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An essential framework for your mobile strategy

Kyle Montero
An essential framework for your mobile strategy Kyle Montero
iMedia's Mobile Bootcamp host is the "Pope of mobile" Gene Keenan. Besides hosting industry events, Keenan is the special mobile consultant for Four Seasons Hotels, founder of the Collective Factory, and chief strategy officer of ReponsiveAds. According to this mobile expert, quoting from the brilliant Coen Brothers' film "O Brother, Where Art Thou?" when you finally begin to prioritize mobile, "you will find a fortune, though it will not be the one you seek. But first... first you must travel a long and difficult road, a road fraught with peril."

The reason why it's so difficult to develop a successful "mobile first" strategy (or simply a mobile strategy at all) is that marketers tend to think small, according to Keenan. Historically, mobile marketing efforts were developed by placing the consumer in the middle and identifying specific personas upon which to build a plan. But this is all wrong. According to Keenan, "Marketers are planning mobile as a channel." The consequence of doing so, he continued, "is that we continuously miss connections," which is botching a huge opportunity. As Keenan explained, mobile is great because it is transactional, social, locational, and immediate: "We have a permanent connection all the time, but we continuously miss connections."

One of the reasons why this happens is because marketers think in silos -- something they have learned to do throughout time. And, according to Keenan, planning online has become the focus because "traditional guys didn’t learn digital…and the digital guys didn't' want anything to do with mobile." But this is beginning to change.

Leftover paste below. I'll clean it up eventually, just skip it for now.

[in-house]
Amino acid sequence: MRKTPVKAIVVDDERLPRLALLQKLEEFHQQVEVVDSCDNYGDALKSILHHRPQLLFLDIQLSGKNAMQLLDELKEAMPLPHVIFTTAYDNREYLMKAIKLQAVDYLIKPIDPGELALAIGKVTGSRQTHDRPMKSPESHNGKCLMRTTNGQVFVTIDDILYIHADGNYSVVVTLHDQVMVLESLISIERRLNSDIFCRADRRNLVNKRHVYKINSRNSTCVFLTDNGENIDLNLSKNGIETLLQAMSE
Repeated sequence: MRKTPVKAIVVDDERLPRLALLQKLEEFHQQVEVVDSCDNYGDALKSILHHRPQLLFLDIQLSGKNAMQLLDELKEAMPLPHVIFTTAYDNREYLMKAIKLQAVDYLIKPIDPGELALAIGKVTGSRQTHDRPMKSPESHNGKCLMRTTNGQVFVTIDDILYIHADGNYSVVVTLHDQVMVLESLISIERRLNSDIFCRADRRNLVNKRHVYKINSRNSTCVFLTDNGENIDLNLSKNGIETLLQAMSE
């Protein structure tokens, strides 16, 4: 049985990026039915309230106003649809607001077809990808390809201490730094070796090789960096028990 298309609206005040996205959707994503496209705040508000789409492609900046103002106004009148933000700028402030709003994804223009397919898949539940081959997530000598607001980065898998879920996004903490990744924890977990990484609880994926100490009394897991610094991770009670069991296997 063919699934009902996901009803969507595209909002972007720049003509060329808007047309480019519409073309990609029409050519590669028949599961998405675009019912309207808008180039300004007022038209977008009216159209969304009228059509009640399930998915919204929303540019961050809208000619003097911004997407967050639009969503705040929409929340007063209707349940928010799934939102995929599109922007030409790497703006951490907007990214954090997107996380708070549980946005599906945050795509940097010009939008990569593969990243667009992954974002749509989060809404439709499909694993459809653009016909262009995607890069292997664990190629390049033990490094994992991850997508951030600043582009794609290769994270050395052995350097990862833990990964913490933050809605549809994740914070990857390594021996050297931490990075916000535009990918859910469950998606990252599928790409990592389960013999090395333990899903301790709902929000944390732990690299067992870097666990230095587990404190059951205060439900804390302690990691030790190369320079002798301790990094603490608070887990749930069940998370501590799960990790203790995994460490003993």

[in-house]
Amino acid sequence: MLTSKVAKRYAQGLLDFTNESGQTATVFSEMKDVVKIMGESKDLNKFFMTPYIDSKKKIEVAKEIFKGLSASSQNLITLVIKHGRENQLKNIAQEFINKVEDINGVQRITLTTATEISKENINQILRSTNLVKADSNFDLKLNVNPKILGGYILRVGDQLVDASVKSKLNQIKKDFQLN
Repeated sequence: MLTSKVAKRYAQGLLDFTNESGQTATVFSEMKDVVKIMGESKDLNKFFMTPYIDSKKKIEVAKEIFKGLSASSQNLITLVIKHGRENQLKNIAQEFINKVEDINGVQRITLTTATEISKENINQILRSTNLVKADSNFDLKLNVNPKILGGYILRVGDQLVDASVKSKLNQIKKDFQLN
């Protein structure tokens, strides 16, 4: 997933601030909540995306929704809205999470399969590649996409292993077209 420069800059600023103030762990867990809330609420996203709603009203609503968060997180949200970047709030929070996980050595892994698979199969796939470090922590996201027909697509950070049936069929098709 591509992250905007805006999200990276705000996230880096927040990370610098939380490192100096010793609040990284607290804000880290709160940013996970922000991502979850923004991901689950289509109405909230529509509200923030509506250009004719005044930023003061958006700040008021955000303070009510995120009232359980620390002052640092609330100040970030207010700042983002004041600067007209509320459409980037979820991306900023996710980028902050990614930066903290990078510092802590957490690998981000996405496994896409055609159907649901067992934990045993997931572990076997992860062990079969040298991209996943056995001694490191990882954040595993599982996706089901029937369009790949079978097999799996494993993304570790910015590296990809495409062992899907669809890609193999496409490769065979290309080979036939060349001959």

Keenan then addressed how to move forward. He believes we should think of mobile as a platform or, as he put it, "a mule" -- a combination of two things that aren’t supposed to mix but, when joined, form a better whole. In other words, marketers need to stop thinking about the consumer in the middle and start thinking about the phone as the consumer. Advertisers need to "focus on the phone as the person," Keenan explained.

In addition, marketers need to stop outsourcing mobile work. Rather, mobile efforts should be in-sourced, working across teams to include IT, operations, etc. He is aware this will not be easy, quoting Wendy Bergh, the vice president of Walmart global e-commerce: "We could not have done mobile without a full company fight."

The good news for marketers is that the solutions are right in front of them. According to Keenan, marketers must "mobilize internally" by creating a "cross-company task force to mobilize internal processes." He believes marketers must finally "get out of theory and into practice." Keenan concluded with one succinct point. Marketers must start simple by working with internal groups -- by doing so, "you will become an unconscious mobile expert in time."

Kyle Montero


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